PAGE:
The 2022 College Survival Guide

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Most students will move from a tightly programmed home and school system to one where they often have little supervision and few adults monitor their day-to-day work, Dr. Apter says. While young adults have a greater capacity for self-management and self-control than at 14 or 15, organizing their workload can be a challenge.

If you’ve done most of what Dr. Kilbey calls their “life administration” so far, you might discuss their plans in this regard. “How are you going to know where you’re supposed to be and what you’re supposed to do? Also ask, “Have you responded to all the emails you’ve received?” Have you filled out all the forms you are supposed to fill out? »

wait and watch

You can also discuss the need to pace yourself and get enough sleep. They probably won’t listen to you, but you’ll feel better after planting a seed of common sense in their head. If by any chance you’ve overlooked their household education, give shopping tips, reminders of what to keep in a fridge overnight, and last-minute laundry briefings. But don’t worry, they will learn. A shrunken, faded hoodie will teach them.

If you want to give your child a luxury, wait until you see what he needs. When my son got his place in college, I was convinced he would need a sandwich toaster. It sat unused for months because my son was on a low carb diet – beer is not a carb, apparently – and loved to cook. But the mattress topper and nice pillows (college bedding isn’t luxurious) were appreciated.

What we couldn’t do was help him make friends when, thanks to the college’s strict pandemic regulations, he was only allowed to socialize with the five people in his hallway. “I am alone,” he once said. It froze my heart. Thank goodness this year students will be free to mingle as they please.

However, not everyone is effortlessly outgoing, and some may struggle to make new friends. Dr. Apter suggests that parents encourage their children to go to a first-grade event that interests them, if only for a few minutes; to talk to the person in the next room, go down to the bar or cafeteria for just a little while. And to be patient. “It’s often very difficult to meet people you like in the first few weeks of college – it can take a while.”

Stay logged in

My son – who spent much of the first year isolated in his bedroom – now has a circle of friends that I suspect will last a lifetime. He and they estimate that you realize who your people are after about six weeks (“you’re exhausted from being nauseatingly nice to everyone”). And they advise, “Don’t spend a whole term trying to reinvent who you are.

If it takes time for your child to make friends, Dr. Apter says, “They may spend a lot of time on social media following what their old friends are up to and feeling like they’re not up to par.” So parents might suggest, “Don’t just follow people on Instagram or TikTok, talk to them. They probably have difficulties and doubts too.

If our kids are homesick, they won’t always admit it, says Dr. Apter. Parents can stay in touch, keep an eye, while respecting their space and autonomy. “A lot of families have WhatsApp groups, and being in those groups – even if they don’t join – keeps them in touch with their home,” says Dr Kilbey. “We have FaceTime, we have gifs. You want them to know they’re on your mind and still on their minds. It’s about maintaining that connection at a distance – and it’s up to us to do the groundwork. (Just because you don’t get a response doesn’t mean they aren’t thrilled to get the message.)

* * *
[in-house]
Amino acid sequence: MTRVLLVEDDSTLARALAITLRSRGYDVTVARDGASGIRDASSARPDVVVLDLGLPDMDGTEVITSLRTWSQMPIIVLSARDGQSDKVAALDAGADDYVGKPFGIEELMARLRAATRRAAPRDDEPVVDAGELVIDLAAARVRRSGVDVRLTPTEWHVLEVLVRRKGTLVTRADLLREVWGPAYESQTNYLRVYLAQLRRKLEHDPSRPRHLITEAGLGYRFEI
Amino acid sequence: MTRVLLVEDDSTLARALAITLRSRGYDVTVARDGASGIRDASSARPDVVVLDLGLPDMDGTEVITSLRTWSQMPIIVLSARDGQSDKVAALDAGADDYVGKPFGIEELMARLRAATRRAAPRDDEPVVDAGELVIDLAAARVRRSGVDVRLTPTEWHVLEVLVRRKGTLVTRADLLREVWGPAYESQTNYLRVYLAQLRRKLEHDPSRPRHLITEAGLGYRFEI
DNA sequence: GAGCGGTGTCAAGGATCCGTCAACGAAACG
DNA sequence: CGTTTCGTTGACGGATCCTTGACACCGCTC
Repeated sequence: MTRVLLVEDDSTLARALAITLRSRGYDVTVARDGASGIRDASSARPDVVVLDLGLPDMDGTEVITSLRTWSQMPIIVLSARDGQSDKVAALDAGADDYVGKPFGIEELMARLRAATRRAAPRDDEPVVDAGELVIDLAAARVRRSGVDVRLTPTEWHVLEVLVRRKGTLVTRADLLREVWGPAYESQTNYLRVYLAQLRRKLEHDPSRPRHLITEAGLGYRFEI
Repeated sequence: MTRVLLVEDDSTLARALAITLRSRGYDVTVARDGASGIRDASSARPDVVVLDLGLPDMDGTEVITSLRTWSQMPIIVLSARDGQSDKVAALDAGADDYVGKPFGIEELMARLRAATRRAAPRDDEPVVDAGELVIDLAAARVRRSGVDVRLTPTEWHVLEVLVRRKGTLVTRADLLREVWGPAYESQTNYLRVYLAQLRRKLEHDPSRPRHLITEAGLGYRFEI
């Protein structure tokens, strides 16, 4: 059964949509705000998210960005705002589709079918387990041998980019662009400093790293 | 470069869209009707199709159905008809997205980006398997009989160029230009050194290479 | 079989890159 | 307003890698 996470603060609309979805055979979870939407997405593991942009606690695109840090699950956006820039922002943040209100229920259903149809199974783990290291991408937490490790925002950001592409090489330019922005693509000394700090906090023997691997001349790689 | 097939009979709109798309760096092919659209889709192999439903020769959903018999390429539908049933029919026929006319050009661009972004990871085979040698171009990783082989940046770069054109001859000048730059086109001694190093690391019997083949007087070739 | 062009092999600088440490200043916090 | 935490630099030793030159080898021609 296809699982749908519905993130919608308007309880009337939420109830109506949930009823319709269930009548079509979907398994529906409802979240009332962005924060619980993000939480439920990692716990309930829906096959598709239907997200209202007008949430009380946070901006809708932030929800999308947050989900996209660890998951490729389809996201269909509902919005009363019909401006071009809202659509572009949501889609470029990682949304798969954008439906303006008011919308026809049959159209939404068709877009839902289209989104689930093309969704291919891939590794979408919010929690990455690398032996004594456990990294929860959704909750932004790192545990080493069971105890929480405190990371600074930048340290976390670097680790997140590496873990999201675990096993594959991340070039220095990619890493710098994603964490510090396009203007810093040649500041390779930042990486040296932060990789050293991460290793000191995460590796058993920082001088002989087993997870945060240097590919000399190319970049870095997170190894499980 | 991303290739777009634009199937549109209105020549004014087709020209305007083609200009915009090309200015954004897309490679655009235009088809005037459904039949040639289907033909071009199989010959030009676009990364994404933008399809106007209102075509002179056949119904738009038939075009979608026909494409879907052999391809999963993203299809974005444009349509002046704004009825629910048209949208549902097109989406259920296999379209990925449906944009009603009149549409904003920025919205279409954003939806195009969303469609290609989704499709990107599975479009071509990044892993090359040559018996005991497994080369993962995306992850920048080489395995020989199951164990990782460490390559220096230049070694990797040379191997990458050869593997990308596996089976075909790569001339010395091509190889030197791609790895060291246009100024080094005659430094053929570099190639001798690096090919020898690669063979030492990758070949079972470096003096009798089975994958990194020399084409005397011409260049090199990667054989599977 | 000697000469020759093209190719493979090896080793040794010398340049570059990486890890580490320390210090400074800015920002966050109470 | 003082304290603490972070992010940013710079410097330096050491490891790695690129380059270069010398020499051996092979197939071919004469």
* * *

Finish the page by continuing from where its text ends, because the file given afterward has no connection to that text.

Every day I texted my son pictures of our cats, with updates. Or I would share funny animal-themed tweets. It was a discreet and non-invasive way to check in. If he answered, we would have a small exchange. Sometimes he would reveal a problem – he wasn’t sleeping well, he had hurt his shoulder, his room was freezing – and I would call. On the rare occasions when he sounded low, I would FaceTime him. What I – and other parents – quickly realized was that we always hear the worst. We felt upset, worried, texted the next day – and found that, having effectively transferred their stress to us, our child was relieved with ease.

Part of the challenge

As Dr Kilbey says, “When we’re in distress, we go back to our attachment figure” – in other words, if you’re feeling overwhelmed, sick or sorry for yourself, “you’re going to call your mother or your dad and whine and moan and cringe and “it’s the end of the universe” – and as a parent you worry, and the next day it’s “Oh no, it’s all screwed up, everything’s fine good!”

Of course, some pressure is natural, exciting, and part of the challenge, says Dr. Apter. We can remind teenagers that, for example, “When you’re stressed about a test, that doesn’t mean you’re going to do poorly. This means that your body produces adrenaline, which will help you improve your performance. Similarly, bad mood is not a pathological problem, she says. “It’s a signal that something is wrong in my life and can lead to questions like, ‘What do you want to do about it and what might help? “”

And if there’s a problem brewing (it could be rooted in money management, work, food, or a relationship), by making regular contact, you give them the opportunity to say something. thing, says Dr. Apter. “Looking for clues. Listen to their mood when they ring. Try to pause and assess what they want from you – is it, ‘I wait, I listen, you tell me.’

She adds: “When they feel that they are not following their studies, they can be very ashamed. Often they don’t tell their family until it’s a total mess – they’re better than younger teens at hiding their distress and feeling like things are falling apart. And they often handle it poorly, with alcohol or drugs, or by eating too much or sleeping too much.

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